Tuesday, June 29, 2010

Brandeis breaks the thousandth book mark: special four-part entry

This special four-part entry marks a milestone reached by Brandeis University: the scanning of our one thousandth publication on the Internet Archive website. The first entry, The Law of God, was the millionth book added to the Brandeis Libraries' collection in 1996. We thought it fitting that this volume would mark our one thousandth contribution to the Internet Archive. The subsequent entries demonstrate the breadth of materials we've selected for digitization.

Isaac Leeser. Sefer Torat ha-Elohim/The Law of God. First edition. 1845.

Isaac Leeser was a nineteenth-century American Jewish leader and the leader of Philadelphia’s Sephardic synagogue Mikveh Israel. In addition to publishing many textbooks for children and translating the Sephardic prayer book, Leeser founded the first American rabbinical school and the newspaper The Occidental. In 1845 he published the first Jewish translation of the Bible in the United States. Leeser’s work was based primarily on German Jewish translations and on traditional Jewish Bible scholarship, while aiming to make its style as close to the King James translation as possible. The Leeser translation soon became widely accepted and remained the standard Jewish translation until the publication of the Jewish Publication Society translation in 1917. In 1996 the Brandeis University National Women’s Committee (now known as the Brandeis National Committee) donated a copy of Leeser’s 1845 translation of the Five Books of Moses, Torat ha-Elohim / The Law of God, to the Library.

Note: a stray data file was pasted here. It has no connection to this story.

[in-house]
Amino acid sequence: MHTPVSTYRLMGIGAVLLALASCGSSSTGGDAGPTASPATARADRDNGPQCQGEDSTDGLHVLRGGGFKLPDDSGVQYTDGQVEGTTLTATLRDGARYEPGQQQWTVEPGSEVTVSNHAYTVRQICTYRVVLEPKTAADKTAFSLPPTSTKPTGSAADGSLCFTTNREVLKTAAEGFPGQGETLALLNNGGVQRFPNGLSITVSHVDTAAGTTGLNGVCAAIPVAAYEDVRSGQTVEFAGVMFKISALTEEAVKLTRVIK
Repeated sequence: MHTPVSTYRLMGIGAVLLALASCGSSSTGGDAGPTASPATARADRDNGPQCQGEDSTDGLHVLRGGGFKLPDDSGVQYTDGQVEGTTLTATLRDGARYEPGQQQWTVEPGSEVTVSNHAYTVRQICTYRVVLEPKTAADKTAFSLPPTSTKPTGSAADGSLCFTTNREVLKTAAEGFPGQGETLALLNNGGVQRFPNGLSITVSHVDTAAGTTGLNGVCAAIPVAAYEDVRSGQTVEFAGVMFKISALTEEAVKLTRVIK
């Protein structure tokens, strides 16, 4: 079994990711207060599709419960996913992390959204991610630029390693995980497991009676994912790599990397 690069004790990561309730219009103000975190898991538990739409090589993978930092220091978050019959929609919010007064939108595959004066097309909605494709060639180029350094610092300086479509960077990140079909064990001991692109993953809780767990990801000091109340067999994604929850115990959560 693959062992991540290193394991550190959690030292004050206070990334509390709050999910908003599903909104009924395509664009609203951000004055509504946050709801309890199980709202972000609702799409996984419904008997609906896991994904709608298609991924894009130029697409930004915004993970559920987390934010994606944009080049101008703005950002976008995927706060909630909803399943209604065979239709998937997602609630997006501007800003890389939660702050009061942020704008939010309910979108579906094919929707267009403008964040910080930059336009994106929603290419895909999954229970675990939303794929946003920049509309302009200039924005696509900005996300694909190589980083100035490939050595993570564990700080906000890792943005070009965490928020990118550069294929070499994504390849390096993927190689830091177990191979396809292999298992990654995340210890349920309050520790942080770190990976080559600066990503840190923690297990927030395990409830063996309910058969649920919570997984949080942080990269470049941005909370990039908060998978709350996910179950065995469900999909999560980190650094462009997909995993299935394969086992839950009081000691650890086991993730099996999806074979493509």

Click here to view this work on the Internet Archive.

Clarence Cook. Art and Artists of our Time. 1888.

Art and Artists of our Time is a six-volume set written by the distinguished nineteenth century critic Clarence Cook. Cook (1828-1900), considered to be the first professional art critic in the United States, was editor of the Pre-Raphaelite journal The New Path and longtime art critic for the New York Tribune. The six volumes of Art and Artists of our Time are profusely illustrated with engravings that reproduce the works of the most admired artists of the period (the book was published in 1888) and present a revealing glimpse into contemporary artistic taste, with its emphasis on aesthetics and morality over formalism.

Click here to view this work on the Internet Archive.

Charlotte Brontë. Jane Eyre: An Autobiography. First edition. 1847.

The first edition of Jane Eyre, published on October 16th, 1847, sold out within a few months, which was unprecedented at the time. A first edition of this book is extremely rare, because most copies of this edition were read to pieces. A second edition was published in January, 1848, and the third edition in April of 1848. The three-volume format was a popular one for novels at the time of publication.

Click here to view this work on the Internet Archive.

The Brandeis University Bulletin. Brandeis University. 1948- .

The Brandeis University Bulletin (1948-present) is a rich resource that provides much more than university course offerings. Particularly in the early years of the school's founding, the Bulletin was used as a promotional publication that featured photographs of campus buildings (new and old), campus maps, and even master plans with fold-outs. In addition to documenting the physical campus, bulletins listed university fellows; endowment, scholarship, and loan funds; research grants; student prizes; and faculty and renowned individuals who participated in General Education S, a former course requirement for all seniors at Brandeis.

Click here to view these catalogs on the Internet Archive.

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